New Delhi

Largely designed by Lutyens, over the last twenty or so years of his career New Delhi was chosen to replace Calcutta as the seat of the British Indian government in 1912; the project was completed in 1929 and officially inaugurated in 1931. In undertaking this project, Lutyens invented his own new order of classical columns etc, which has become know as the "Delhi Order".Unlike the more traditional British architects who came before him, he was both inspired by and incorporated various features from the local and traditional Indian architecture - something most clearly seen in the great drum-mounted Buddhist dome of Rashtrapati Bhavan. This palatial building, containg 340 rooms, is built on an area of some 330 acres (1.3 km²) and incorporates a private garden also designed by Lutyens. The building was designed as the official residence of the Viceroy of India and is now the official residence of the First Citizen of India its President.

The columns at the front entrance of the palace have bells carved into them which Lutyens had designed with the idea that as the bells were silent the British rule would never come to an end! At one time, more than 2,000 people were required to look after the building and serve the Viceroy's household.

The new city contains both the Parliament buildings and government offices and were distinctively built of the local red sandstone using the traditional Mogul style.

When drawing up the plans for New Delhi Lutyens planned for the new city to lie southwest of the walled city of Shahjahanbad.His plans for the ciry also laid out the street plan for New Delhi consisting of wide tree-lined avenues.

Built in the spirit of British colonial rule, the point where the new imperial city and the older native settlement met was intended to be a market; it was here that Lutyens imagined the Indian traders would participate in "the grand shopping centre for the residents of Shahjahanabad and New Delhi", thus giving rise to the present D-shaped market we see today.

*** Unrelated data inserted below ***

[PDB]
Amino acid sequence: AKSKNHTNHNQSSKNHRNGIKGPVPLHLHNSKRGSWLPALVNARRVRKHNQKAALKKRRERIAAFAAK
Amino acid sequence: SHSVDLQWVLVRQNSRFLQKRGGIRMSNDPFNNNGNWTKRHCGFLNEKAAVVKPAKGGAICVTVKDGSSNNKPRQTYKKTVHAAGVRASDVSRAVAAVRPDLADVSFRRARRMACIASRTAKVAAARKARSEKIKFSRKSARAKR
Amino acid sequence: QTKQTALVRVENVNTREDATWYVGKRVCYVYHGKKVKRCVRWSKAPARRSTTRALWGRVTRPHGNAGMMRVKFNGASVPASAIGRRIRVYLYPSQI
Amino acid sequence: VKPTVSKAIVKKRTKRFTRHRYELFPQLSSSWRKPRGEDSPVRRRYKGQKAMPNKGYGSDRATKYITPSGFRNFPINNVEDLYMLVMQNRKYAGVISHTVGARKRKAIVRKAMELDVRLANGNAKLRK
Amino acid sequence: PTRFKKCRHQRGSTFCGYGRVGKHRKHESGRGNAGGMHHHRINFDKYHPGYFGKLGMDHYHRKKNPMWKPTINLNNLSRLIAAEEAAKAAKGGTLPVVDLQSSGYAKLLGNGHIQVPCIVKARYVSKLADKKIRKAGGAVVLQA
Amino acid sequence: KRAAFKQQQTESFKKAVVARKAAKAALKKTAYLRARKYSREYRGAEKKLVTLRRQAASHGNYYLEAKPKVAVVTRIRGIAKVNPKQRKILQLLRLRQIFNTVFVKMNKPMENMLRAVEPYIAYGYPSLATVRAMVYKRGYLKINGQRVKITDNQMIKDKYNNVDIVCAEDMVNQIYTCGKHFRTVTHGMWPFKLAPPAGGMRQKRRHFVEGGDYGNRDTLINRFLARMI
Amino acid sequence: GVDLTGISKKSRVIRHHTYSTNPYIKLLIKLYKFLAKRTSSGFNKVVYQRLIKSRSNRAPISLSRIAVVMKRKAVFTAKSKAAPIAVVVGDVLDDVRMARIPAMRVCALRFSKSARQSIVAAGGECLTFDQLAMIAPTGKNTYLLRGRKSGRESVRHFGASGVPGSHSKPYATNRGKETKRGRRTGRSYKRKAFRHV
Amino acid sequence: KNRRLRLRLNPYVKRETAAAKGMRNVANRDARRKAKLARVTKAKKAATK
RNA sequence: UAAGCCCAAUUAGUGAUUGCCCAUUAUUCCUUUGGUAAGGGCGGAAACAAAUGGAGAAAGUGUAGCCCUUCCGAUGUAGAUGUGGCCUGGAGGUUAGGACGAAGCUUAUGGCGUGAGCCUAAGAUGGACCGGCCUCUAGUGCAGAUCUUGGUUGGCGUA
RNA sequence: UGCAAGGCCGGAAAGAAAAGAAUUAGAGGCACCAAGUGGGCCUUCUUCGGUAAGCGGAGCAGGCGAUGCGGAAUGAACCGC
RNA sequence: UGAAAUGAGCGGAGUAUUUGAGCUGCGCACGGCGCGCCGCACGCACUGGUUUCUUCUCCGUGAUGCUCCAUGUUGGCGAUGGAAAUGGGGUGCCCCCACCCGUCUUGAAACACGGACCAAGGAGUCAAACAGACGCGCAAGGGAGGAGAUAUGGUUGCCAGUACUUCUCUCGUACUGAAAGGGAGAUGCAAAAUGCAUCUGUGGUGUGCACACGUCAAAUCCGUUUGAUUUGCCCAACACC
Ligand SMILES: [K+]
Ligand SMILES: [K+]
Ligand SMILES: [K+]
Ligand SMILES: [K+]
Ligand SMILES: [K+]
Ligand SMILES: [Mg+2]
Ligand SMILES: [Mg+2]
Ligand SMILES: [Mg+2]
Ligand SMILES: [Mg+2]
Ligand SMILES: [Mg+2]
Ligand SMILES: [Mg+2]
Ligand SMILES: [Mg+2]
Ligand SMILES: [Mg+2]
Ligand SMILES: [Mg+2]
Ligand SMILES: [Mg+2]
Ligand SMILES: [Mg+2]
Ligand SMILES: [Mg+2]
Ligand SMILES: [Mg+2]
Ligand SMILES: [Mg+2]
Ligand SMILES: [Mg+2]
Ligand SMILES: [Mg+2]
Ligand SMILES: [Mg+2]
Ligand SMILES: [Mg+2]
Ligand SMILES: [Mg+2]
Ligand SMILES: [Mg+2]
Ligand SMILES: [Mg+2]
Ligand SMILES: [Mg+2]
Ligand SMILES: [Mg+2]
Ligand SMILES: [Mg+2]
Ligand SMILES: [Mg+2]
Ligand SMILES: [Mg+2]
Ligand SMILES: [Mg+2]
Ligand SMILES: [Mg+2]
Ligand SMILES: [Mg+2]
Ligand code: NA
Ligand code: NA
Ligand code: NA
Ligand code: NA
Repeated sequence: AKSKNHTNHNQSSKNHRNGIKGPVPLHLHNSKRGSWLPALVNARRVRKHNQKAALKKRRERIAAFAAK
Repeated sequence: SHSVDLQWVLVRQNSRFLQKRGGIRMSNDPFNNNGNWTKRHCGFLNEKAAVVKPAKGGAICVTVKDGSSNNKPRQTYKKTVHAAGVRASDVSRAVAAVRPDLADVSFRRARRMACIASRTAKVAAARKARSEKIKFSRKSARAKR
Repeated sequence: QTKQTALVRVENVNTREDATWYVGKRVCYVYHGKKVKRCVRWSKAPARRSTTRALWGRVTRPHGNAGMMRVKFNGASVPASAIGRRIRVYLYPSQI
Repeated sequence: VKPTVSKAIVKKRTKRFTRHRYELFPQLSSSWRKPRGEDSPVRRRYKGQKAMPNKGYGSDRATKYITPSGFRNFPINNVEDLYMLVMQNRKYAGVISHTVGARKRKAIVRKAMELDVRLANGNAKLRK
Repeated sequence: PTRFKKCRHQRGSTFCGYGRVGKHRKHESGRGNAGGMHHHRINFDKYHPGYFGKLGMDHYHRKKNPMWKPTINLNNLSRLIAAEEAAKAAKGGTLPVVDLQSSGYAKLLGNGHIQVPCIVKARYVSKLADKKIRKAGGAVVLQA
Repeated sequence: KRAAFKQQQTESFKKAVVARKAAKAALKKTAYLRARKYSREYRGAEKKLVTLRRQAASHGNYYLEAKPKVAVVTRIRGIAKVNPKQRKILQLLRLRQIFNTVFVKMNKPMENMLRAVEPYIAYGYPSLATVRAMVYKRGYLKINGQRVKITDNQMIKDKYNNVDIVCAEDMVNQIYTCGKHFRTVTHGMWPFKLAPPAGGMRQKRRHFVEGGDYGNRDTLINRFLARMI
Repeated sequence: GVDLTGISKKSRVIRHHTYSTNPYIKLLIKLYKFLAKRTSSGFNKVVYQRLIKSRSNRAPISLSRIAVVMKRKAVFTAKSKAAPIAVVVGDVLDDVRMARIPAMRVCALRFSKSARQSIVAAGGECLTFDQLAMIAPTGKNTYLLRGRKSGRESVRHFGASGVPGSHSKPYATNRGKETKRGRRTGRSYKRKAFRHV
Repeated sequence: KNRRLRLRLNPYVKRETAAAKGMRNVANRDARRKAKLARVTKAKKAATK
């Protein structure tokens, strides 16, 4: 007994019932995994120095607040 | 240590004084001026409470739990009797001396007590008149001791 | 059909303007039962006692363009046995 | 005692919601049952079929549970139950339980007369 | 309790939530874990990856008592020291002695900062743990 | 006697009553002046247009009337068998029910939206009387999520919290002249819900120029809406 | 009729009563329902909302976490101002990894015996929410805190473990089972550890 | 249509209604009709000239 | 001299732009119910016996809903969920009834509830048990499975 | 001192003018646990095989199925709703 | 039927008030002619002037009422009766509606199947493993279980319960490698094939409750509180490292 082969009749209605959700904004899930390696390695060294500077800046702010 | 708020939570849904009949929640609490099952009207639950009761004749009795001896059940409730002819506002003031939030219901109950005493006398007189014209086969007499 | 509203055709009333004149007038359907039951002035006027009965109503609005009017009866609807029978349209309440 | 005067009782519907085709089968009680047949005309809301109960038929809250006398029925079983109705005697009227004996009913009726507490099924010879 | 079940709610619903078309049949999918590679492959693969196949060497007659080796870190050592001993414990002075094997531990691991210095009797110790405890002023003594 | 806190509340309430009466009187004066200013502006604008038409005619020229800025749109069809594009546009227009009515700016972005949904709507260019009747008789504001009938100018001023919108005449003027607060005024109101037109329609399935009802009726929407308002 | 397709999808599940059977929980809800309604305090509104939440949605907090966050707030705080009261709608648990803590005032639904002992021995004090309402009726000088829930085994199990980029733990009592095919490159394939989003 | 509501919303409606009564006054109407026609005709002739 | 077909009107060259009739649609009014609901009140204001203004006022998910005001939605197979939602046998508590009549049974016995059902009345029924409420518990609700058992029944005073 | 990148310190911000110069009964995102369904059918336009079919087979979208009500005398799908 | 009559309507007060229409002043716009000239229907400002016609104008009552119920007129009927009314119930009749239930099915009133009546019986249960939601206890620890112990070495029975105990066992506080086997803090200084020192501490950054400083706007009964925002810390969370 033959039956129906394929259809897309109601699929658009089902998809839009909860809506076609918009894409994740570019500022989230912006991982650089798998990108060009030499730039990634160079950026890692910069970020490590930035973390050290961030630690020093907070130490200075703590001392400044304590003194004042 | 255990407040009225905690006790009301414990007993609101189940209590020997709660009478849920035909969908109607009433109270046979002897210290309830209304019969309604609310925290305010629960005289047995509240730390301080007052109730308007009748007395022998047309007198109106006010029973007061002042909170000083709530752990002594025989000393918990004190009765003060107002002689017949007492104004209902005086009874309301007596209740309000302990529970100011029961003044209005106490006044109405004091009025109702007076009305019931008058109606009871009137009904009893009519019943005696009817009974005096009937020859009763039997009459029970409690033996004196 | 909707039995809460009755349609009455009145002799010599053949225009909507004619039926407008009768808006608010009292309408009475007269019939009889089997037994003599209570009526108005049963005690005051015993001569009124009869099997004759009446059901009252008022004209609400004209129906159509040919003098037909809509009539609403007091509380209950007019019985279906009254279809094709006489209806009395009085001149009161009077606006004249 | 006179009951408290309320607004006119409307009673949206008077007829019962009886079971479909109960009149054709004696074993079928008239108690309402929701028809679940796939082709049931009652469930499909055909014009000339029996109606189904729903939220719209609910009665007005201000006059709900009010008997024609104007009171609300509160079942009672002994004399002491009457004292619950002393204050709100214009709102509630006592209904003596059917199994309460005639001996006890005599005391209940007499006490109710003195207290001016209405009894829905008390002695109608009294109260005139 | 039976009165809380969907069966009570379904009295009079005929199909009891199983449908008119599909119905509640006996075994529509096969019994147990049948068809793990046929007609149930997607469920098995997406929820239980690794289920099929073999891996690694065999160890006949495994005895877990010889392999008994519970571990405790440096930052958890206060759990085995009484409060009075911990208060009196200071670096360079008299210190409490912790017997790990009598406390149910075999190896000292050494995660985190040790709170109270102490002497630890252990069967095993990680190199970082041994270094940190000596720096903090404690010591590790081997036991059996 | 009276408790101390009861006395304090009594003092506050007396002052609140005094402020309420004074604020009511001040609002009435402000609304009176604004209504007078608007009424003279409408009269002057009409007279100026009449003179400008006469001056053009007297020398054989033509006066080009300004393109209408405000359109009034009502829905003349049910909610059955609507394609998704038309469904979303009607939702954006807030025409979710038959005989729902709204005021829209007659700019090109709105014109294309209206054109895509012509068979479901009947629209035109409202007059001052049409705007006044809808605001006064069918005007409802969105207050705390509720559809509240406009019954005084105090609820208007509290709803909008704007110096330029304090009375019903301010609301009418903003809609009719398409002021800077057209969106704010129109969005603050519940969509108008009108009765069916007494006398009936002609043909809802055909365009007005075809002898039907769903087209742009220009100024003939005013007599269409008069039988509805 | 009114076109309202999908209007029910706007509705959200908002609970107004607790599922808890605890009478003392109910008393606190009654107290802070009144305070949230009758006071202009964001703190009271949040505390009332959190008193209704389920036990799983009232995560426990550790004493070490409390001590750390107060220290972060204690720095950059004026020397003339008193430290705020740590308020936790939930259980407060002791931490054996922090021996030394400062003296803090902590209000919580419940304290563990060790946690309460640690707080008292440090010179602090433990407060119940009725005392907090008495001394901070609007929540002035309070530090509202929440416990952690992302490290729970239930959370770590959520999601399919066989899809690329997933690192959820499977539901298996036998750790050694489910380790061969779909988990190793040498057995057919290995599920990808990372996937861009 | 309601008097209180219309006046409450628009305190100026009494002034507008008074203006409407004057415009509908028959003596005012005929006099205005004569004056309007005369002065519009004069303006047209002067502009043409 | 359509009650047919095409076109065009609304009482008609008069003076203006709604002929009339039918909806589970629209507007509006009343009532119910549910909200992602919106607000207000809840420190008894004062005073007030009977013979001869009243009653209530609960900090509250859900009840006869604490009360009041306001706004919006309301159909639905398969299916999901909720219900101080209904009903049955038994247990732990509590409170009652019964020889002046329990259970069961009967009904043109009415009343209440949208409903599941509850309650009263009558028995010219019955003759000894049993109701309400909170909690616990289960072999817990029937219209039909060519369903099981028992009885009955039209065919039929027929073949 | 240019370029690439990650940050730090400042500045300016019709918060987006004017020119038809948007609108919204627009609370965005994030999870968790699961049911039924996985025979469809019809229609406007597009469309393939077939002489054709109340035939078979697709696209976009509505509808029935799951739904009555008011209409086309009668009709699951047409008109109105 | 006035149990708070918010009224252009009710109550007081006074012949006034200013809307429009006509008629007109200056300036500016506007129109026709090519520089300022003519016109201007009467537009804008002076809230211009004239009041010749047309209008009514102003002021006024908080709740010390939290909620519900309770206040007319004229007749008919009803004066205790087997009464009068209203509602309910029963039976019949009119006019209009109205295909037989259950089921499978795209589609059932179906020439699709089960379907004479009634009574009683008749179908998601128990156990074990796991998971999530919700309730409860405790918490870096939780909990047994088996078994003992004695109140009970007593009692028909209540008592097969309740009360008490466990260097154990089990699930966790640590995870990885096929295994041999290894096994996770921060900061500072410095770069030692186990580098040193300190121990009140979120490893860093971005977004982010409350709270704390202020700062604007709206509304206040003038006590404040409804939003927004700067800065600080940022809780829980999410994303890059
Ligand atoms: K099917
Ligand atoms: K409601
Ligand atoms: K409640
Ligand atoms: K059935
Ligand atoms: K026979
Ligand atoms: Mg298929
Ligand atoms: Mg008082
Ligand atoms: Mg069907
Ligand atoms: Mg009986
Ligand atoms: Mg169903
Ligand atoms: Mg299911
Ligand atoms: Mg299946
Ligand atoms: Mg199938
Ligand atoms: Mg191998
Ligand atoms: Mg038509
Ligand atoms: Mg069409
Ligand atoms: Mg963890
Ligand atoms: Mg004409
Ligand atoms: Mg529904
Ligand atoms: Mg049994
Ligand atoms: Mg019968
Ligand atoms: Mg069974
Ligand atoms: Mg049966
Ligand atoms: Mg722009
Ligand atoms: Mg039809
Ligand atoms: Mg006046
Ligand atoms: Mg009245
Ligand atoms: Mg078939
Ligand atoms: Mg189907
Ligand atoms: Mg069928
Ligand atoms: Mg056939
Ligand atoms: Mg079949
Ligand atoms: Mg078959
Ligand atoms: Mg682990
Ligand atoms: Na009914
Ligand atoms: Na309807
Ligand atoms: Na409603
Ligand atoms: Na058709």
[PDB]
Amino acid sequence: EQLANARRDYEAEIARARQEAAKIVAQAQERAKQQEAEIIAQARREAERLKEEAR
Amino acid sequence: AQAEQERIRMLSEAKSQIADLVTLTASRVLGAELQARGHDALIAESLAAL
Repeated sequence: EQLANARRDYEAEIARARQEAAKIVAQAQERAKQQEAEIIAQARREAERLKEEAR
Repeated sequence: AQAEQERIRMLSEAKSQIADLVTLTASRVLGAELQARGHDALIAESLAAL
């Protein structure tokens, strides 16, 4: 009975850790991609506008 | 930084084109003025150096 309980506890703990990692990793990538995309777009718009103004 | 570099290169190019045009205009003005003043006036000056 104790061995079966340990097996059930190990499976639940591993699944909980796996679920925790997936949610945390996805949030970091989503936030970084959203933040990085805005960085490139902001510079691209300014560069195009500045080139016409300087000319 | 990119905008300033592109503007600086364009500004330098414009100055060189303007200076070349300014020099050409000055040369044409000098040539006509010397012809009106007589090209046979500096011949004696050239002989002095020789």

Marriage & later life

Two years after she proposed to him and in the face of parental disapproval, Lutyens married Lady Emily Lytton, daughter of Edward Bulwer-Lytton (the 1st Earl of Lytton), a former Viceroy of India, on 4 August, 1897 at Knebworth, Hertfordshire. They had five children but the union was largely unsatisfactory, practically from the start. The Lutyens' marriage quickly deterioriated, with Lady Emily turning her interest to theosophy and Eastern religions and a fascination -- emotional and philosophical -- with the guru Jiddu Krishnamurti.

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Plans for the Ferry Inn

The couple's daughter Elisabeth Lutyens (1904-1984) became a well-known composer; another daughter, Mary Lutyens, became a writer known for her books about Krishnamurti.

In the later years of his life, Luytens suffered with several bouts of pneumonia. In the early 1940s he was diagnosed with cancer. He died on New Year's Day in 1944.

In 2004, the Indian Government announced that it was demolishing hundreds of private villas that were part of Lutyens' original scheme for New Delhi to make way for high-rise apartment blocks for the poor.